Gold Key’s Star Trek title began publication in the summer of 1967 and appeared on erratic schedule thereafter. That meant that, had I been really curious about the property, I could have checked it out in comics format well in advance of when I finally got to watch it on TV — but perhaps it’s just as well that I wasn’t quite that keen, that soon, as the earliest comics diverged from the television canon in a number of significant ways, and I might’ve been confused when I eventually encountered the real deal. Among the more obvious discrepancies, the Enterprise‘s away teams would carry knapsacks and canteens on their missions to strange new worlds. Meanwhile, the great starship itself apparently ran on rocket fuel, and flames were shown shooting out from its warp nacelles; it was also capable of flying within a planet’s atmosphere, and was even shown skimming rooftops a time or two.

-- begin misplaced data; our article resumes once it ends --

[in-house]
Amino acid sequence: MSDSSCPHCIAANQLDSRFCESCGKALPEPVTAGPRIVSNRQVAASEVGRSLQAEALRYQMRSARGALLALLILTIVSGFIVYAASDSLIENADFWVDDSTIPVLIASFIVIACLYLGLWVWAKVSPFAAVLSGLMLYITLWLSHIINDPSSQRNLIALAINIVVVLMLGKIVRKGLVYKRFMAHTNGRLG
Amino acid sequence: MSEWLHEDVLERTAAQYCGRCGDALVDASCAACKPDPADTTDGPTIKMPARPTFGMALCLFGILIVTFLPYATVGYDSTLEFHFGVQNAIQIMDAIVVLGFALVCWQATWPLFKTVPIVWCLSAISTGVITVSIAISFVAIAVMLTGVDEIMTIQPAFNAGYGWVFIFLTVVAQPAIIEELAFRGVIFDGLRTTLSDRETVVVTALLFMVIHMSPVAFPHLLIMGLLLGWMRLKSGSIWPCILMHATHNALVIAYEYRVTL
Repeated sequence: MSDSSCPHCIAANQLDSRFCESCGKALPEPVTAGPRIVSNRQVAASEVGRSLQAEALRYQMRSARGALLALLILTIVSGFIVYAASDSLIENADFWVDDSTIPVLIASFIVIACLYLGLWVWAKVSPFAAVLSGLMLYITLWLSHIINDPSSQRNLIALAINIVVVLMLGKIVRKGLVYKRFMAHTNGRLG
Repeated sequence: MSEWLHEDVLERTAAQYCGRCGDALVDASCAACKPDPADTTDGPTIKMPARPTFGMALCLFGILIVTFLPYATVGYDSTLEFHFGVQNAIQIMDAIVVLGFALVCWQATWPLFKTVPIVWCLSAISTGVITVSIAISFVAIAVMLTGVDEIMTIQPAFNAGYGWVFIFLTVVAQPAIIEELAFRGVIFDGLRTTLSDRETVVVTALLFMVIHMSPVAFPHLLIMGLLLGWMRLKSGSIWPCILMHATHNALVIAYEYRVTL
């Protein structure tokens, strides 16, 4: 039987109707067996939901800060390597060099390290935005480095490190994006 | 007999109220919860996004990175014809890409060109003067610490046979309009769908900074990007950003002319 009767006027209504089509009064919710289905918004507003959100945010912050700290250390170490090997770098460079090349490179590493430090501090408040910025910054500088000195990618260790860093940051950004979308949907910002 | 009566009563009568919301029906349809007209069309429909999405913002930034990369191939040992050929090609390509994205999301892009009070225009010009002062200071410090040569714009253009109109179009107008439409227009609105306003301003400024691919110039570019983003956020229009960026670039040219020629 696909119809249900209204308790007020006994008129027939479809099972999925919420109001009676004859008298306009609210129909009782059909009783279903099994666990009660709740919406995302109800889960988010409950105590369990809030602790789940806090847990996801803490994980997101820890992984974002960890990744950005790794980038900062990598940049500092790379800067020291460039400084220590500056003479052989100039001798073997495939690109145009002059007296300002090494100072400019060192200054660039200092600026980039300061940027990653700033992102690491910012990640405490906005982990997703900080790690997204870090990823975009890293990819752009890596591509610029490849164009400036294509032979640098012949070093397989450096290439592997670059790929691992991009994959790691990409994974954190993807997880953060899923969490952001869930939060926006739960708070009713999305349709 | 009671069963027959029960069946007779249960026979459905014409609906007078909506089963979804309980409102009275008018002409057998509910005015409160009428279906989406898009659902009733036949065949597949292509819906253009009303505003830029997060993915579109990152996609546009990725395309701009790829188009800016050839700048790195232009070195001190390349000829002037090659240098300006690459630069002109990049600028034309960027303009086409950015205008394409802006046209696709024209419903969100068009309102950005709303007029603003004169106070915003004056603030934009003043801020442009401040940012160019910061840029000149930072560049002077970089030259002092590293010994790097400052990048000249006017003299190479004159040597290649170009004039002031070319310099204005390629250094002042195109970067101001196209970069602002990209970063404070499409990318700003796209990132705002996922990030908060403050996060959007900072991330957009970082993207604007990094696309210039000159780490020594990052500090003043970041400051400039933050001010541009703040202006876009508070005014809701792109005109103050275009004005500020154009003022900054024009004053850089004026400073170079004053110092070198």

In Gold Key’s defense, their creators were working from extremely limited reference materials, especially at the beginning. The comic book’s artists — first Nevio Zeccara, then Alberto Giolitti — were both Italians who’d never seen an episode of the TV series, and only had a smattering of still photos from which to recreate the show’s sets, costumes, and actors’ likenesses. The writer, Dick Wood, is likely to have had similar challenges regarding Trek‘s conceptual underpinnings, at least at the outset of his eight issue tenure; on the other hand, it does seem that he, unlike his Italian collaborators, would have had the time and opportunity to actually watch the show from time to time, and, y’know, maybe take a few notes — especially since the issue featuring his last story didn’t go on sale until June, 1970. OK, so it’s at least possible that Wood had written all eight of his scripts back in 1967 — Gold Key is known to have liked to work ahead — but it seems rather more likely that he simply wasn’t all that invested in getting this TV show’s comics adaptation just right. He was not, it seems fair to say, a fan.